- Platinum could be in larger surplus this year - industry body
- Gold unlikely to stage meaningful recovery above $1,800 -analyst
Nov 24 (Reuters) - Gold prices edged higher on Wednesday, though the strength in the U.S. dollar and bets that the Federal Reserve could raise interest rates sooner than anticipated kept the safe-haven metal below the key $1,800 mark.
Spot gold was up 0.2% at $1,793.52 per ounce, as of 0657 GMT, after slipping 0.9% to its lowest since Nov. 5 on Tuesday. U.S. gold futures advanced 0.5% to $1,793.50.
The metal has slumped about 4.5% from last week's five-month high on expectations that Fed Chairman Jerome Powell could accelerate the pace at which the central bank normalises monetary policy amid surging consumer prices.
Those bets helped strengthen the dollar index , which steadied near its highest level in 16 months on Wednesday, adding pressure on bullion as it raises the metal's cost for holders of other currencies.
"Although most of last week's fast-money long positions are probably now closed out, gold is unlikely to stage a meaningful recovery above $1,800 unless U.S. 30-year yields unwinds this week's gains," Jeffrey Halley, senior market analyst at OANDA, said.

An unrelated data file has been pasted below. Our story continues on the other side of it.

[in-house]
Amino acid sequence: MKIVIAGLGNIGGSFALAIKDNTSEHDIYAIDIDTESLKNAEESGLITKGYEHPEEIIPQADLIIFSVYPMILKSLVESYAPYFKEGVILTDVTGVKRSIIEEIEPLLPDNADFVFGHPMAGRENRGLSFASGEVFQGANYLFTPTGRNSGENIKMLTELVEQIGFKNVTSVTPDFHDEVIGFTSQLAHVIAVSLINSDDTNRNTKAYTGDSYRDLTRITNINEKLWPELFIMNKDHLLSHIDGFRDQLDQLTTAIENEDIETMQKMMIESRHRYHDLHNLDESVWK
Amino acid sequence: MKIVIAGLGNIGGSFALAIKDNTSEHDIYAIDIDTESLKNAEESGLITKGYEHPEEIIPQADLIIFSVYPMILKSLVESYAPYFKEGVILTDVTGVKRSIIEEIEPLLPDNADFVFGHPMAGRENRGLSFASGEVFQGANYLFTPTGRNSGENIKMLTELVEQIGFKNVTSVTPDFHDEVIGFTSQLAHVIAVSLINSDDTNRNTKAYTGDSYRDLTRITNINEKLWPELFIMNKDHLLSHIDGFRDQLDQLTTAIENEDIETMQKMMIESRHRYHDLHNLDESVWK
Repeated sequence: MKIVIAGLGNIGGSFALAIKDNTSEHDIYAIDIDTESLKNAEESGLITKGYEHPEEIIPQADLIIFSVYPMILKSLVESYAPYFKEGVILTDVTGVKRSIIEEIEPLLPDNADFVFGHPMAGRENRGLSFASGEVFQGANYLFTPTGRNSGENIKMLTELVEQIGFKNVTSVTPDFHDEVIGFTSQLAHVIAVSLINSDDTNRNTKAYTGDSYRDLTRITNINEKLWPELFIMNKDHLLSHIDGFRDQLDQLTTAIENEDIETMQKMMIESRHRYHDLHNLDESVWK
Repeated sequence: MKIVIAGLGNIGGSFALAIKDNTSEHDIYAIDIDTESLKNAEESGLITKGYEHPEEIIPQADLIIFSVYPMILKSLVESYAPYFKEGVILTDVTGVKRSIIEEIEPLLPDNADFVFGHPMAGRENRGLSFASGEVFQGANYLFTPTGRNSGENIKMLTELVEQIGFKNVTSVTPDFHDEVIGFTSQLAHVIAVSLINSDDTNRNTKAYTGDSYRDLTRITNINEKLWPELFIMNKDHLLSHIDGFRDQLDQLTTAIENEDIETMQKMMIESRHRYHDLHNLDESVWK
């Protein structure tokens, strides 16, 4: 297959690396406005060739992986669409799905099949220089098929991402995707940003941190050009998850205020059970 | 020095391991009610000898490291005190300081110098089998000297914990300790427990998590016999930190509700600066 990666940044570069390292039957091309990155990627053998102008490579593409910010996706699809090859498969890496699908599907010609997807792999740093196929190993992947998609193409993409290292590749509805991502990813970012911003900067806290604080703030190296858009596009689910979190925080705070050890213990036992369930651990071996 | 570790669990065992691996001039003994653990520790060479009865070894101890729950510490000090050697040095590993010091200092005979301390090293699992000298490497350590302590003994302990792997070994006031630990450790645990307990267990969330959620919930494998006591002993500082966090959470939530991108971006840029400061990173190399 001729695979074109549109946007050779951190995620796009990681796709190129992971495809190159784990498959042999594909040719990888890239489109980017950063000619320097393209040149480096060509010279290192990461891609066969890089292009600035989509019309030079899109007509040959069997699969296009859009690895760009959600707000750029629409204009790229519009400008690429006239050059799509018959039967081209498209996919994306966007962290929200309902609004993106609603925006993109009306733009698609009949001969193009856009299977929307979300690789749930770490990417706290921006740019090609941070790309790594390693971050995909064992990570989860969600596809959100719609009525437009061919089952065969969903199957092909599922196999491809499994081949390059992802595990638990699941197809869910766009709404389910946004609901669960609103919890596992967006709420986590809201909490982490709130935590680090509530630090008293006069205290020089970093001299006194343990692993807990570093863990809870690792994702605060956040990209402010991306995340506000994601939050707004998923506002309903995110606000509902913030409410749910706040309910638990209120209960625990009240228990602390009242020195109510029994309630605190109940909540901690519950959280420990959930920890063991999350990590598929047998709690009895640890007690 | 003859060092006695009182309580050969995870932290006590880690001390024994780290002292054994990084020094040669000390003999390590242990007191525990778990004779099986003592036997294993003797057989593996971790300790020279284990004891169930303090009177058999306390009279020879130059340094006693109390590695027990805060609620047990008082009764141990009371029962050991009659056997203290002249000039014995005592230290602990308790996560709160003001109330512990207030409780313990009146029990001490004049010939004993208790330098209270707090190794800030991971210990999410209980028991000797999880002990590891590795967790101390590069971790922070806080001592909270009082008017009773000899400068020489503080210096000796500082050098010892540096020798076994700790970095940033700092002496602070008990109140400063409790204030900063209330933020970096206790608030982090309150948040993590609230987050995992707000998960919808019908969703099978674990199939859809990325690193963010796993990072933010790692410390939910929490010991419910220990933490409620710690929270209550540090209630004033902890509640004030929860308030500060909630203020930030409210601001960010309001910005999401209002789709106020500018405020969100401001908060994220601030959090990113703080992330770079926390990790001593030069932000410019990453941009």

U.S. 30-year Treasury yields were not far from their highest level since late-Oct hit earlier this month.
Investor focus has shifted to a deluge of U.S. data including the pivotal Personal Consumption Expenditures Price Index, quarterly GDP and the minutes from the Fed's latest meeting due later in the day.
Hareesh V, head of commodity research at Geojit Financial Services in Kochi, India, said although recent U.S. data including retail sales was positive, uncertainty over the recovery in jobs may prevent the Fed from accelerating taping over the next few months, supporting gold.
Platinum rose 1.3% to $981.86 and palladium gained 2% to $1,905.96.
The World Platinum Investment Council expects a much larger global platinum market surplus this year than its earlier forecast.
Spot silver fell 0.3% to $23.59 per ounce.
Reporting by Nakul Iyer and Seher Dareen in Bengaluru; Editing by Rashmi Aich and Sherry Jacob-Phillips